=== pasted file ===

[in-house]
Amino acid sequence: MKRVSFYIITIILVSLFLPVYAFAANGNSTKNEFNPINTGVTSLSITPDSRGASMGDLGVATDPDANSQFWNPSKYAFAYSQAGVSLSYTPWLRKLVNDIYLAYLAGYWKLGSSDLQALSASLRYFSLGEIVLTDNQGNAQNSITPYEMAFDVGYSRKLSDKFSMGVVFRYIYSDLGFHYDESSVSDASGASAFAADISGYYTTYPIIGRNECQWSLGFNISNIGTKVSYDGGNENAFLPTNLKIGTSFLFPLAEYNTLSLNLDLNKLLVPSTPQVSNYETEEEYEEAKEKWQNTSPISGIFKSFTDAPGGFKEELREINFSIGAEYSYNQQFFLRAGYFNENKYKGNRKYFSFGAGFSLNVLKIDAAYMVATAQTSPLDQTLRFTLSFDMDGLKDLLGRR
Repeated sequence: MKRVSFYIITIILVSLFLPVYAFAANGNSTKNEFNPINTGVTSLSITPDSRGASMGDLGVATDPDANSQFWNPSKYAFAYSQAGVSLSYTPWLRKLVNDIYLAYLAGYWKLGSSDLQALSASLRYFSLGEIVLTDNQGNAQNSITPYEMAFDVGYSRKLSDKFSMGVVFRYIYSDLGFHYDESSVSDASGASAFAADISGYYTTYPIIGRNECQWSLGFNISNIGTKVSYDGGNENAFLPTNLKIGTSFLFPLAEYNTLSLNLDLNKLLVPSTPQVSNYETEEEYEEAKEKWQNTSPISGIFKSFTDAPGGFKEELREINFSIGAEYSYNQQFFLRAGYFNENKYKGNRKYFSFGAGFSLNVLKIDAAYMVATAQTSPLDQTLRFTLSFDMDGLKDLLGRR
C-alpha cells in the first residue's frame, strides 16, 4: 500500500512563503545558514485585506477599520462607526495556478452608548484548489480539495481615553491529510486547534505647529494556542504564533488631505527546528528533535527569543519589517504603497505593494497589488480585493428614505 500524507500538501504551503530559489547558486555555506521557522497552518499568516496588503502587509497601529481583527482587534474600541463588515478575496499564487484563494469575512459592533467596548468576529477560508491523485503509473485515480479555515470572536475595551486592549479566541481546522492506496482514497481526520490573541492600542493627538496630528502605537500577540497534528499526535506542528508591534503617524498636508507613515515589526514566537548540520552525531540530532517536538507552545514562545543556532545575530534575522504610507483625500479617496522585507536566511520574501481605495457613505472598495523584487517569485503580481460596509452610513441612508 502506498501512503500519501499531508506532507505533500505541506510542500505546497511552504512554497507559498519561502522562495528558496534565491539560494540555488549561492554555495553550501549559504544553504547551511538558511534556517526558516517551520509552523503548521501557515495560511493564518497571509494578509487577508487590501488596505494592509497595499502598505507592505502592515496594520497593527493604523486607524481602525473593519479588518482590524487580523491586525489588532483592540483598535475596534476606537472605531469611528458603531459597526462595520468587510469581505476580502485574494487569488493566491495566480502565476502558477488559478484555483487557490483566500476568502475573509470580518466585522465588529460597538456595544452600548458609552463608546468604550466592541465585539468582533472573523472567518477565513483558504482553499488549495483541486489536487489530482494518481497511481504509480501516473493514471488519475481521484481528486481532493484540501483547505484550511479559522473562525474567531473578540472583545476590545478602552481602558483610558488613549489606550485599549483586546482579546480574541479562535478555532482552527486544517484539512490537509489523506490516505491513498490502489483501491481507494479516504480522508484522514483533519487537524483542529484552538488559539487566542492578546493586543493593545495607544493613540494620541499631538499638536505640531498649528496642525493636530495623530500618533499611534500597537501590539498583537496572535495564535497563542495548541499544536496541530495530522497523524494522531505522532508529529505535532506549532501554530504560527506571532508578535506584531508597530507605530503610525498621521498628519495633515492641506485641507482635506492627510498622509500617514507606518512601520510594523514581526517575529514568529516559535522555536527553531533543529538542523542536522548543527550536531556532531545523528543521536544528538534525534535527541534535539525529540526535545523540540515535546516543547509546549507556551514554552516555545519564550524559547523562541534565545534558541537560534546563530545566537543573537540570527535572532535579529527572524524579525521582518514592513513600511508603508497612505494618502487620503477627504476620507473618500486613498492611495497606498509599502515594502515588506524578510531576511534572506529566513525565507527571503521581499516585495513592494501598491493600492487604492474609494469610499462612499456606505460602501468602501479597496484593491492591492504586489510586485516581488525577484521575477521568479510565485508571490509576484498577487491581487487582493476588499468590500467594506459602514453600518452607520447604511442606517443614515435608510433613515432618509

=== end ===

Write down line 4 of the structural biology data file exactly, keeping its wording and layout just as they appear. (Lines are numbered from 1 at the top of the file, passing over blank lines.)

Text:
C-alpha cells in the first residue's frame, strides 16, 4: 500500500512563503545558514485585506477599520462607526495556478452608548484548489480539495481615553491529510486547534505647529494556542504564533488631505527546528528533535527569543519589517504603497505593494497589488480585493428614505 500524507500538501504551503530559489547558486555555506521557522497552518499568516496588503502587509497601529481583527482587534474600541463588515478575496499564487484563494469575512459592533467596548468576529477560508491523485503509473485515480479555515470572536475595551486592549479566541481546522492506496482514497481526520490573541492600542493627538496630528502605537500577540497534528499526535506542528508591534503617524498636508507613515515589526514566537548540520552525531540530532517536538507552545514562545543556532545575530534575522504610507483625500479617496522585507536566511520574501481605495457613505472598495523584487517569485503580481460596509452610513441612508 502506498501512503500519501499531508506532507505533500505541506510542500505546497511552504512554497507559498519561502522562495528558496534565491539560494540555488549561492554555495553550501549559504544553504547551511538558511534556517526558516517551520509552523503548521501557515495560511493564518497571509494578509487577508487590501488596505494592509497595499502598505507592505502592515496594520497593527493604523486607524481602525473593519479588518482590524487580523491586525489588532483592540483598535475596534476606537472605531469611528458603531459597526462595520468587510469581505476580502485574494487569488493566491495566480502565476502558477488559478484555483487557490483566500476568502475573509470580518466585522465588529460597538456595544452600548458609552463608546468604550466592541465585539468582533472573523472567518477565513483558504482553499488549495483541486489536487489530482494518481497511481504509480501516473493514471488519475481521484481528486481532493484540501483547505484550511479559522473562525474567531473578540472583545476590545478602552481602558483610558488613549489606550485599549483586546482579546480574541479562535478555532482552527486544517484539512490537509489523506490516505491513498490502489483501491481507494479516504480522508484522514483533519487537524483542529484552538488559539487566542492578546493586543493593545495607544493613540494620541499631538499638536505640531498649528496642525493636530495623530500618533499611534500597537501590539498583537496572535495564535497563542495548541499544536496541530495530522497523524494522531505522532508529529505535532506549532501554530504560527506571532508578535506584531508597530507605530503610525498621521498628519495633515492641506485641507482635506492627510498622509500617514507606518512601520510594523514581526517575529514568529516559535522555536527553531533543529538542523542536522548543527550536531556532531545523528543521536544528538534525534535527541534535539525529540526535545523540540515535546516543547509546549507556551514554552516555545519564550524559547523562541534565545534558541537560534546563530545566537543573537540570527535572532535579529527572524524579525521582518514592513513600511508603508497612505494618502487620503477627504476620507473618500486613498492611495497606498509599502515594502515588506524578510531576511534572506529566513525565507527571503521581499516585495513592494501598491493600492487604492474609494469610499462612499456606505460602501468602501479597496484593491492591492504586489510586485516581488525577484521575477521568479510565485508571490509576484498577487491581487487582493476588499468590500467594506459602514453600518452607520447604511442606517443614515435608510433613515432618509